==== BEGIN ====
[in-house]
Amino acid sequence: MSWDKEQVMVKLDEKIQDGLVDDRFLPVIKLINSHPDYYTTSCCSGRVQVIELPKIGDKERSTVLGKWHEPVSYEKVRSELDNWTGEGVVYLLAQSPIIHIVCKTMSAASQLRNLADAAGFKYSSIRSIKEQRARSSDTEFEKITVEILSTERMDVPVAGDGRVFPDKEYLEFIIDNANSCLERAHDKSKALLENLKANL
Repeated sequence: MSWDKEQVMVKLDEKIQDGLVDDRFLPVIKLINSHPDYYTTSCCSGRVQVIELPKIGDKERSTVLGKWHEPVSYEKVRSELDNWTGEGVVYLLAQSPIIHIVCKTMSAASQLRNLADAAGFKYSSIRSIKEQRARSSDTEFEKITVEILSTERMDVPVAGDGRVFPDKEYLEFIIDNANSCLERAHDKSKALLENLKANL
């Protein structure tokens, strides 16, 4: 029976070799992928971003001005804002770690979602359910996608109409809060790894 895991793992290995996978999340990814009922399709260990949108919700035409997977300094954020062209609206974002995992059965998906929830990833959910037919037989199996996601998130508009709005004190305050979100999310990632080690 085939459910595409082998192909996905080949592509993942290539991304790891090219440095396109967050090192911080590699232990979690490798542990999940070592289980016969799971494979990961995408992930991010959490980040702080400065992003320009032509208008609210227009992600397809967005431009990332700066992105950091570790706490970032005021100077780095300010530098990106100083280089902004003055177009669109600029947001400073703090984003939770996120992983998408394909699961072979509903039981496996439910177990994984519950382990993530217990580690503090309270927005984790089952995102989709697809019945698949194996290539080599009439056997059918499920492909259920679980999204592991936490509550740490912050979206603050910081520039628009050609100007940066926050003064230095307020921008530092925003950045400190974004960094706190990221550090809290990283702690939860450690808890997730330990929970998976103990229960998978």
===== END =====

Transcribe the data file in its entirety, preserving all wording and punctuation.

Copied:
[in-house]
Amino acid sequence: MSWDKEQVMVKLDEKIQDGLVDDRFLPVIKLINSHPDYYTTSCCSGRVQVIELPKIGDKERSTVLGKWHEPVSYEKVRSELDNWTGEGVVYLLAQSPIIHIVCKTMSAASQLRNLADAAGFKYSSIRSIKEQRARSSDTEFEKITVEILSTERMDVPVAGDGRVFPDKEYLEFIIDNANSCLERAHDKSKALLENLKANL
Repeated sequence: MSWDKEQVMVKLDEKIQDGLVDDRFLPVIKLINSHPDYYTTSCCSGRVQVIELPKIGDKERSTVLGKWHEPVSYEKVRSELDNWTGEGVVYLLAQSPIIHIVCKTMSAASQLRNLADAAGFKYSSIRSIKEQRARSSDTEFEKITVEILSTERMDVPVAGDGRVFPDKEYLEFIIDNANSCLERAHDKSKALLENLKANL
């Protein structure tokens, strides 16, 4: 029976070799992928971003001005804002770690979602359910996608109409809060790894 895991793992290995996978999340990814009922399709260990949108919700035409997977300094954020062209609206974002995992059965998906929830990833959910037919037989199996996601998130508009709005004190305050979100999310990632080690 085939459910595409082998192909996905080949592509993942290539991304790891090219440095396109967050090192911080590699232990979690490798542990999940070592289980016969799971494979990961995408992930991010959490980040702080400065992003320009032509208008609210227009992600397809967005431009990332700066992105950091570790706490970032005021100077780095300010530098990106100083280089902004003055177009669109600029947001400073703090984003939770996120992983998408394909699961072979509903039981496996439910177990994984519950382990993530217990580690503090309270927005984790089952995102989709697809019945698949194996290539080599009439056997059918499920492909259920679980999204592991936490509550740490912050979206603050910081520039628009050609100007940066926050003064230095307020921008530092925003950045400190974004960094706190990221550090809290990283702690939860450690808890997730330990929970998976103990229960998978």